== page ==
Cream of the Crop Leaders
What We Believe:
- Everyone deserves to look and feel powerful. Everyone.
- Your power is good for you, your employer – and the world.
- Builds dynamic, innovative, forward-moving organizations
- Creates Thought Leaders
- Propels action and dispels victim-thinking
- Creates engaged leaders and can create profound workplace cultural shifts
- Helps leaders create buy-in with key decision-makers
The Executive Presence Training builds powerful, commanding, relational leaders. See what leaders say about this training.
View corporate training consultants.
History of our Power + Confidence Workshops, including The Executive Presence Training:
Almost 15 years ago – long before the term executive presence or the concepts of learned power were popular – we created the first version of The Executive Presence Training and offered portions to our private corporate clients. Later, and in her role as Clinical Faculty in the School of Medicine (Department of Psychiatry, University of California San Francisco), CoFounder Sioux Messinger offered a version of this course to her medical students. While brilliant, many of these medical students lacked the skills to “pop” outside of themselves and share their gifts in a connected and radiant way. As a result, they were being passed over for the best residency positions and many felt stalled early in their careers. Sioux found that just by teaching these students tools-of-the-trade for presenting with confidence, her students reported feeling as confident as they were “pretending” to be. Of course, exciting new research shows that a person’s sense of power improves executive functioning, optimism, creativity, authenticity, the ability to self- regulate and performance in various domains. Acquiring power produces individuals to feel more optimistic, more goal-oriented, and more likely to take action. The Executive Presence Training has been Voted Top Leadership partner – Globally – by HR.com, is top-rated by participants, and is offered worldwide.
View our facilitator and organizational consultant profiles below.
Fortune magazine noted Dan Messinger’s ground-breaking training and diversity/inclusion contributions as one of only three factors that propelled Kimpton Hotels and Restaurants to achieve Fortune’s esteemed 100 Best Places to Work designation.
Formerly VP of Learning & Development for a $5 billion public company, Dan’s ground-breaking leadership and executive development initiatives paved the way for massive positive cultural change and company growth. Dan has developed top leaders from organizations such as Facebook, JP Morgan Chase, IHG, Johnson & Johnson, Assurant, Lockheed Martin, Valspar, Southern Poverty Law Center, Kimpton Hotels and Restaurants and many more. | LinkedIn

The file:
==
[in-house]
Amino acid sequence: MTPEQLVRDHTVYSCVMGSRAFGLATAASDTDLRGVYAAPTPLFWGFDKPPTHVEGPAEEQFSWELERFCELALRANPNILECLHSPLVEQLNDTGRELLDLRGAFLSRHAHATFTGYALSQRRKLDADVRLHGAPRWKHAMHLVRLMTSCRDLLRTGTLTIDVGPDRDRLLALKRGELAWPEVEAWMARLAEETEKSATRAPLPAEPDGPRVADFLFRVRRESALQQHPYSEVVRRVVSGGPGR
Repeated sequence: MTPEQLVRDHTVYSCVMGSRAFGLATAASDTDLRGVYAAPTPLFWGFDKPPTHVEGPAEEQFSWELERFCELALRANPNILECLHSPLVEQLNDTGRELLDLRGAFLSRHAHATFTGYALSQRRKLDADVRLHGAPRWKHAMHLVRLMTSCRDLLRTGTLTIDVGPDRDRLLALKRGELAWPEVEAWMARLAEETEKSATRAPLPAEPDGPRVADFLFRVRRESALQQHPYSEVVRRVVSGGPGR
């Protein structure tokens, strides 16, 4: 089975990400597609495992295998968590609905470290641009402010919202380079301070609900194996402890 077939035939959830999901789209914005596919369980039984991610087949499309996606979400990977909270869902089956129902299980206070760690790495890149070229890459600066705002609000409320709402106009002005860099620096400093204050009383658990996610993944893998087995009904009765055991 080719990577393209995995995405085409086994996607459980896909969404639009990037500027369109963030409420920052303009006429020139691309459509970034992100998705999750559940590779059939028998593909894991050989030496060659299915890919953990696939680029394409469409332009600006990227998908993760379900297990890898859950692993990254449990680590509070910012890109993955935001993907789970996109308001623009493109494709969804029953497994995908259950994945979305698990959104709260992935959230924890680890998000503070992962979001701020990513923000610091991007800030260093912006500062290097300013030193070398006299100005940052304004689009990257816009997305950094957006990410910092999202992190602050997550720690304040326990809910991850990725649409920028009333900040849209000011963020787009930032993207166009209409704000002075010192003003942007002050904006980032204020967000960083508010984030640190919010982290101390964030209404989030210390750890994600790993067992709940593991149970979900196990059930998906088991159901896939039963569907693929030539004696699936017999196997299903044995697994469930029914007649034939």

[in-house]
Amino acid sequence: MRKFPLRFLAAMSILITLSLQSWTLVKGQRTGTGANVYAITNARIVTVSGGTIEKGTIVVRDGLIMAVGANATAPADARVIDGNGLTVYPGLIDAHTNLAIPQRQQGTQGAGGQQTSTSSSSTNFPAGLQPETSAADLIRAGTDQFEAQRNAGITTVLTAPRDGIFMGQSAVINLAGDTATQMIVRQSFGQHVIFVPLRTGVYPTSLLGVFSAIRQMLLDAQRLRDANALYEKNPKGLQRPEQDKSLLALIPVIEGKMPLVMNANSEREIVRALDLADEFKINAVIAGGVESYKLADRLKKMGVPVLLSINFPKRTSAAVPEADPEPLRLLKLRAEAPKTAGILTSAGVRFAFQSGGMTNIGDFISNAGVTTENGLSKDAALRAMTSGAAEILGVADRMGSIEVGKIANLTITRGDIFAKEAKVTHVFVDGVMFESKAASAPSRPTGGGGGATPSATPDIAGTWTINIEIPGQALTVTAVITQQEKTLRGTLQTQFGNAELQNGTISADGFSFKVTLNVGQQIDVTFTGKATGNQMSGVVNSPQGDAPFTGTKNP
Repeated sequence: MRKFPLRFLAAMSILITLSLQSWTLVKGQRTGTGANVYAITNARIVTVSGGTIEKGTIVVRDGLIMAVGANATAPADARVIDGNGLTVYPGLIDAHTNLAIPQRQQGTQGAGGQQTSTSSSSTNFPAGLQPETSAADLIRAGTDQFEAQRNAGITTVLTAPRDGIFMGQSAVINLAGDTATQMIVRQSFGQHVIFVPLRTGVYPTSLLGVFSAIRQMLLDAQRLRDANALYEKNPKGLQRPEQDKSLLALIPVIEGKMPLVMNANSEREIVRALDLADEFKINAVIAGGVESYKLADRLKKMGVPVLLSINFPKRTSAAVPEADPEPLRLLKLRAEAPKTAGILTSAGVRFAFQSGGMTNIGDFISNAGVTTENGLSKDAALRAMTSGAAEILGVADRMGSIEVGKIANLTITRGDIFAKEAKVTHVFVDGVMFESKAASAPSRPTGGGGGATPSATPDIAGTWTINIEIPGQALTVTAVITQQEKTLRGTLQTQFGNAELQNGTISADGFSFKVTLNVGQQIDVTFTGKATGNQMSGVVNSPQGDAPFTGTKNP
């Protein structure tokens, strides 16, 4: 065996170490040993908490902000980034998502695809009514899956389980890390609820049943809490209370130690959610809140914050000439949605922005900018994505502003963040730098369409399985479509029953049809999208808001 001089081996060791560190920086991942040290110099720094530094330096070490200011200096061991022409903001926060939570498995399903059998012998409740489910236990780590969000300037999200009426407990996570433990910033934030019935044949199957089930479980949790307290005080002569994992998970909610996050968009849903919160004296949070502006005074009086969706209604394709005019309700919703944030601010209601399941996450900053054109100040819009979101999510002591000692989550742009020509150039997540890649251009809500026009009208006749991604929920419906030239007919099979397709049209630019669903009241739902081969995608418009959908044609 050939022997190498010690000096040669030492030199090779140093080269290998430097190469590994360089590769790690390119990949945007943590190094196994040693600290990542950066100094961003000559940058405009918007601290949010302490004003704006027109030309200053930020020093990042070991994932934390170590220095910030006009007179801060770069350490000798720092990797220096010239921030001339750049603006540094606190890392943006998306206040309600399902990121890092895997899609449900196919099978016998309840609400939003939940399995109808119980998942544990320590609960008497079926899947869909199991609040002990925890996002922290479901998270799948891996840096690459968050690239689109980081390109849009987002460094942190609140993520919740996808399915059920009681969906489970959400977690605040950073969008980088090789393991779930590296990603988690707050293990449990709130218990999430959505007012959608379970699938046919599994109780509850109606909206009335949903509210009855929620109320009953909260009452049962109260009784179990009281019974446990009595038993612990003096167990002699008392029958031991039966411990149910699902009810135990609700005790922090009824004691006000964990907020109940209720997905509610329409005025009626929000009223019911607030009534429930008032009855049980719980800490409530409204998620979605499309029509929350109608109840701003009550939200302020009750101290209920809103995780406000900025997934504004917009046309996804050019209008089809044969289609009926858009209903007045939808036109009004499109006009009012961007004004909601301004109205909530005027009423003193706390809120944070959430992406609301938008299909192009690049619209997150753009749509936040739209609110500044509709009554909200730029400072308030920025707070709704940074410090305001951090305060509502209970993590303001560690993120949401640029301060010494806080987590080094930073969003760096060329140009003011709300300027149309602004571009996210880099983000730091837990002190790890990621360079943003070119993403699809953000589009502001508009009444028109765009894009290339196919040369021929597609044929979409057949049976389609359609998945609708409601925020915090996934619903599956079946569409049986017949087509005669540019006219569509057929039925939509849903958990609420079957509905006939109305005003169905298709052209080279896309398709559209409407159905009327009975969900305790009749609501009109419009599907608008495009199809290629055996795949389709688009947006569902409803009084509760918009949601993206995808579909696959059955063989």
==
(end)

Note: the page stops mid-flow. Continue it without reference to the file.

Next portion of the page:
Sioux Messinger has coached and trained some of our world’s top organizations’ leaders – and for over 25 years has authored some of the world’s finest transformational leadership curriculum.
Sioux was Clinical Faculty in the School of Medicine, Department of Psychiatry at University of California San Francisco, and offered clinical group facilitation at Stanford University and completed advanced group facilitation training at Michigan State University.
Yet, what really sets Sioux apart is this: Her uncanny ability to see strengths you don’t yet see in yourself, her unequivocal conviction in the equality of all people – and her commitment to help all human beings remember their full magnificence and benevolent power. | LinkedIn
Photo by In Her Image Photography
Real power is good for you and good for the world.
Learned power can level playing fields and shrink gaps.
“Power is essential for all living things. The word power comes from the Latin posse, meaning “to be able.” No human being can exist for long without some sense of his significance. S/he must be able to feel this “I count for something” and be able to live-out that felt significance.
It is the lack of this sense of significance, and the struggle for it, that underlies much violence. For violence has its breeding ground in impotence and apathy. The state of powerlessness…is the source of violence. Violence arises not out of superfluity of power but out of powerlessness. Deeds of violence in our society are performed largely by those trying to establish their self-esteem, to defend their self-image, and to demonstrate that they, too, are significant…Everyone has a need for some sense of significance.”
Rollo May | Power + Innocence
Co-Founders’ clients include leaders from the following organizations: